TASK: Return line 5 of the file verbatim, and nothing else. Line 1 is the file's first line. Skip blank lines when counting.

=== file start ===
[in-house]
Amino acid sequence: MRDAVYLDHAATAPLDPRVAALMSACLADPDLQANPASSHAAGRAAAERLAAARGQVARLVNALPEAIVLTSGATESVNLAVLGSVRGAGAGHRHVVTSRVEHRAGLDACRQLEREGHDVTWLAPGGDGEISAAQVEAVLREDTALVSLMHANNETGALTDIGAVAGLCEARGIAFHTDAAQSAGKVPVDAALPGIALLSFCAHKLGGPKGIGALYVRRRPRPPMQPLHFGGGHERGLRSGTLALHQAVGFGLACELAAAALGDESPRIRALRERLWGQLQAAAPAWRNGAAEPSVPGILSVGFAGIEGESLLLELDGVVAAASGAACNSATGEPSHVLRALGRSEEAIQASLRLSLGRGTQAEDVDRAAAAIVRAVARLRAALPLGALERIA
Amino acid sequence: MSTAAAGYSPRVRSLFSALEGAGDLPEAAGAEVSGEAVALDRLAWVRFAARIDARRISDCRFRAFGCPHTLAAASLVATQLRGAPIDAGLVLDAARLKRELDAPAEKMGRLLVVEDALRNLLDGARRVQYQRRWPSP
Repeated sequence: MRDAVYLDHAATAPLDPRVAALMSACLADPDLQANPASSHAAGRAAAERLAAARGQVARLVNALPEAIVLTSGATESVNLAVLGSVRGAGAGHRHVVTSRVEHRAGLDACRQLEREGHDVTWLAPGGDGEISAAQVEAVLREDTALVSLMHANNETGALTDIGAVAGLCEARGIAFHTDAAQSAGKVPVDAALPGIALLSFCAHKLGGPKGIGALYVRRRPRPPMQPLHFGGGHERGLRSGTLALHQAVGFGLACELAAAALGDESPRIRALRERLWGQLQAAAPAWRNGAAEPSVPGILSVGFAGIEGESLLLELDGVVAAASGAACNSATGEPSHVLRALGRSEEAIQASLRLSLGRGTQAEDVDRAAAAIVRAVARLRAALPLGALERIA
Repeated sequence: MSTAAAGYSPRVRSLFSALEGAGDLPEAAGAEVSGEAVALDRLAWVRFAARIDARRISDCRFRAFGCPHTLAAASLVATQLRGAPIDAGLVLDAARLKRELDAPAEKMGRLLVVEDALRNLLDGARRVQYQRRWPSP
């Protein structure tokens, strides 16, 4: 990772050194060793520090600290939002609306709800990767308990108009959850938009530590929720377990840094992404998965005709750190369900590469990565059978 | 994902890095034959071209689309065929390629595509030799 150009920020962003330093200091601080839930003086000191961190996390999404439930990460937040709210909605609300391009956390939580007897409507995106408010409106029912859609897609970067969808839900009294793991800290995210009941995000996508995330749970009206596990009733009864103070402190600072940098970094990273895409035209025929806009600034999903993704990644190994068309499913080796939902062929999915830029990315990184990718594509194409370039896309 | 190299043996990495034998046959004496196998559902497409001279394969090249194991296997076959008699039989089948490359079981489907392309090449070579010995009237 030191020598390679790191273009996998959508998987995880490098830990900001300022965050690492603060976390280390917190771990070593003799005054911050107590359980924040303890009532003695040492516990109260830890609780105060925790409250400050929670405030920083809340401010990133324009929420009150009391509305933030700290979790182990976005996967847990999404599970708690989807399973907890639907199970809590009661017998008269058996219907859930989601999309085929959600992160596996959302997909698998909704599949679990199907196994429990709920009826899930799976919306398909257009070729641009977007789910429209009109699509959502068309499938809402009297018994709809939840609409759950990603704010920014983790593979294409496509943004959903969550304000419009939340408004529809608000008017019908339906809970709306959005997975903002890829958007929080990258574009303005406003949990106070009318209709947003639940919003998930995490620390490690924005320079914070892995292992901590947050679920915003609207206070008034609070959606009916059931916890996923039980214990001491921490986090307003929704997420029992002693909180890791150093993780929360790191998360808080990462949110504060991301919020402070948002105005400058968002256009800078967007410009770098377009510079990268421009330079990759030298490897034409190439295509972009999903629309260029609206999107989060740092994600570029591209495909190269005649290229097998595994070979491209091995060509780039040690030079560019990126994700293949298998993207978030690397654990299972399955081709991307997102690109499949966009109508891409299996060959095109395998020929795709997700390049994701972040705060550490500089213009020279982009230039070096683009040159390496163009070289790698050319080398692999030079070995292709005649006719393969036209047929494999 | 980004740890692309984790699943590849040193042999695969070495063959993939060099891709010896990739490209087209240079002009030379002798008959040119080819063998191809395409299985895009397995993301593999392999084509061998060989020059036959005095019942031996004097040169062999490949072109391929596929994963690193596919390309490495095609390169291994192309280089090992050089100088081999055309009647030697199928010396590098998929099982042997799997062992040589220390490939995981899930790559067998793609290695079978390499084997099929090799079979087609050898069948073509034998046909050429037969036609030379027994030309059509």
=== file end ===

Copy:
Repeated sequence: MSTAAAGYSPRVRSLFSALEGAGDLPEAAGAEVSGEAVALDRLAWVRFAARIDARRISDCRFRAFGCPHTLAAASLVATQLRGAPIDAGLVLDAARLKRELDAPAEKMGRLLVVEDALRNLLDGARRVQYQRRWPSP